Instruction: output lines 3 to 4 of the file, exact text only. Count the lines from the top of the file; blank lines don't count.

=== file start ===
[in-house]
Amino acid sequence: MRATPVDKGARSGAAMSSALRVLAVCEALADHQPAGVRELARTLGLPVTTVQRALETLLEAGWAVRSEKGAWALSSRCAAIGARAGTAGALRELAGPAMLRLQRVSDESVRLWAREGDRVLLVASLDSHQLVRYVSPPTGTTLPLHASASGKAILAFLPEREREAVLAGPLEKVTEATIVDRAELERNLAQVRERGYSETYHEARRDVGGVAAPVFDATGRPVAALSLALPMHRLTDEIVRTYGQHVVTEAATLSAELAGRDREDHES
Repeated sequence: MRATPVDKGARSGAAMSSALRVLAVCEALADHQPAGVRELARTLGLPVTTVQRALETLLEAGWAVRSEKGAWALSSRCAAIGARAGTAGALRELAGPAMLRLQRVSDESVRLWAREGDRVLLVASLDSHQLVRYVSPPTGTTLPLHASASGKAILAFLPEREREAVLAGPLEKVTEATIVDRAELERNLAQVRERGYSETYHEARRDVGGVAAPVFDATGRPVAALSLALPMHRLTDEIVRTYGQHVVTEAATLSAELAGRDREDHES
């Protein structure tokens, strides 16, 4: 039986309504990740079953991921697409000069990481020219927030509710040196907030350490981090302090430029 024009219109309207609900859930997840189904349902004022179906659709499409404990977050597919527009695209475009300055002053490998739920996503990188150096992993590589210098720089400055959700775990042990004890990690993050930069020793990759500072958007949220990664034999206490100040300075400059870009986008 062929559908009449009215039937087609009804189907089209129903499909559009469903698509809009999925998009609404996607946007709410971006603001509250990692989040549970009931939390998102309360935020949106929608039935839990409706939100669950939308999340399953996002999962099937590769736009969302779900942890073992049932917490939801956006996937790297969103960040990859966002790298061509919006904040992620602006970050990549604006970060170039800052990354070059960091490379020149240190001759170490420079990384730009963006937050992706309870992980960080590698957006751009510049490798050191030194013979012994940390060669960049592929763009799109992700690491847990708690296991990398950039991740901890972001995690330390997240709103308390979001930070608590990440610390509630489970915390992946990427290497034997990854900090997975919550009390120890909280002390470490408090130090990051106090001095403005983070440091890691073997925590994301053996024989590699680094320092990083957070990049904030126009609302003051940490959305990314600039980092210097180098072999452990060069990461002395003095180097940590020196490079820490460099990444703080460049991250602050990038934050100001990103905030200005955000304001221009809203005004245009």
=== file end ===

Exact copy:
Repeated sequence: MRATPVDKGARSGAAMSSALRVLAVCEALADHQPAGVRELARTLGLPVTTVQRALETLLEAGWAVRSEKGAWALSSRCAAIGARAGTAGALRELAGPAMLRLQRVSDESVRLWAREGDRVLLVASLDSHQLVRYVSPPTGTTLPLHASASGKAILAFLPEREREAVLAGPLEKVTEATIVDRAELERNLAQVRERGYSETYHEARRDVGGVAAPVFDATGRPVAALSLALPMHRLTDEIVRTYGQHVVTEAATLSAELAGRDREDHES
């Protein structure tokens, strides 16, 4: 039986309504990740079953991921697409000069990481020219927030509710040196907030350490981090302090430029 024009219109309207609900859930997840189904349902004022179906659709499409404990977050597919527009695209475009300055002053490998739920996503990188150096992993590589210098720089400055959700775990042990004890990690993050930069020793990759500072958007949220990664034999206490100040300075400059870009986008 062929559908009449009215039937087609009804189907089209129903499909559009469903698509809009999925998009609404996607946007709410971006603001509250990692989040549970009931939390998102309360935020949106929608039935839990409706939100669950939308999340399953996002999962099937590769736009969302779900942890073992049932917490939801956006996937790297969103960040990859966002790298061509919006904040992620602006970050990549604006970060170039800052990354070059960091490379020149240190001759170490420079990384730009963006937050992706309870992980960080590698957006751009510049490798050191030194013979012994940390060669960049592929763009799109992700690491847990708690296991990398950039991740901890972001995690330390997240709103308390979001930070608590990440610390509630489970915390992946990427290497034997990854900090997975919550009390120890909280002390470490408090130090990051106090001095403005983070440091890691073997925590994301053996024989590699680094320092990083957070990049904030126009609302003051940490959305990314600039980092210097180098072999452990060069990461002395003095180097940590020196490079820490460099990444703080460049991250602050990038934050100001990103905030200005955000304001221009809203005004245009």